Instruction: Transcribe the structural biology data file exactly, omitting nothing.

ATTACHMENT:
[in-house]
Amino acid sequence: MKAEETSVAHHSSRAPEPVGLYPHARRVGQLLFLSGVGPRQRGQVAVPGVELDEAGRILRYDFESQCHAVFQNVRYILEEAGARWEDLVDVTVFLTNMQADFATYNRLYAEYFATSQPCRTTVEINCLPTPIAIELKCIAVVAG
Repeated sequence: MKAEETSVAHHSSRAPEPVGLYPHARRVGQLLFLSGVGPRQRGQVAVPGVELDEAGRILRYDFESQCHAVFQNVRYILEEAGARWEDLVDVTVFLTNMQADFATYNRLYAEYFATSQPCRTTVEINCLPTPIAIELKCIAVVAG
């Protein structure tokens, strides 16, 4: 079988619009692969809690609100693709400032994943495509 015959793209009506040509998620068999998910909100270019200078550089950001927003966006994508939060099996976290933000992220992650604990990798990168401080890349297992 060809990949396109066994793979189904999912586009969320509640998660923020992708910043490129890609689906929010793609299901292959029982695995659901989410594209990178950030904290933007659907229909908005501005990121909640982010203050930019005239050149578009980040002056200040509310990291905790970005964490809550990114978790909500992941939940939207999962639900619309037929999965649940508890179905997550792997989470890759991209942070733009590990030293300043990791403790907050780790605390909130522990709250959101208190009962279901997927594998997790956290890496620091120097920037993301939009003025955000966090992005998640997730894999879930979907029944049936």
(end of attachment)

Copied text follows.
[in-house]
Amino acid sequence: MKAEETSVAHHSSRAPEPVGLYPHARRVGQLLFLSGVGPRQRGQVAVPGVELDEAGRILRYDFESQCHAVFQNVRYILEEAGARWEDLVDVTVFLTNMQADFATYNRLYAEYFATSQPCRTTVEINCLPTPIAIELKCIAVVAG
Repeated sequence: MKAEETSVAHHSSRAPEPVGLYPHARRVGQLLFLSGVGPRQRGQVAVPGVELDEAGRILRYDFESQCHAVFQNVRYILEEAGARWEDLVDVTVFLTNMQADFATYNRLYAEYFATSQPCRTTVEINCLPTPIAIELKCIAVVAG
């Protein structure tokens, strides 16, 4: 079988619009692969809690609100693709400032994943495509 015959793209009506040509998620068999998910909100270019200078550089950001927003966006994508939060099996976290933000992220992650604990990798990168401080890349297992 060809990949396109066994793979189904999912586009969320509640998660923020992708910043490129890609689906929010793609299901292959029982695995659901989410594209990178950030904290933007659907229909908005501005990121909640982010203050930019005239050149578009980040002056200040509310990291905790970005964490809550990114978790909500992941939940939207999962639900619309037929999965649940508890179905997550792997989470890759991209942070733009590990030293300043990791403790907050780790605390909130522990709250959101208190009962279901997927594998997790956290890496620091120097920037993301939009003025955000966090992005998640997730894999879930979907029944049936």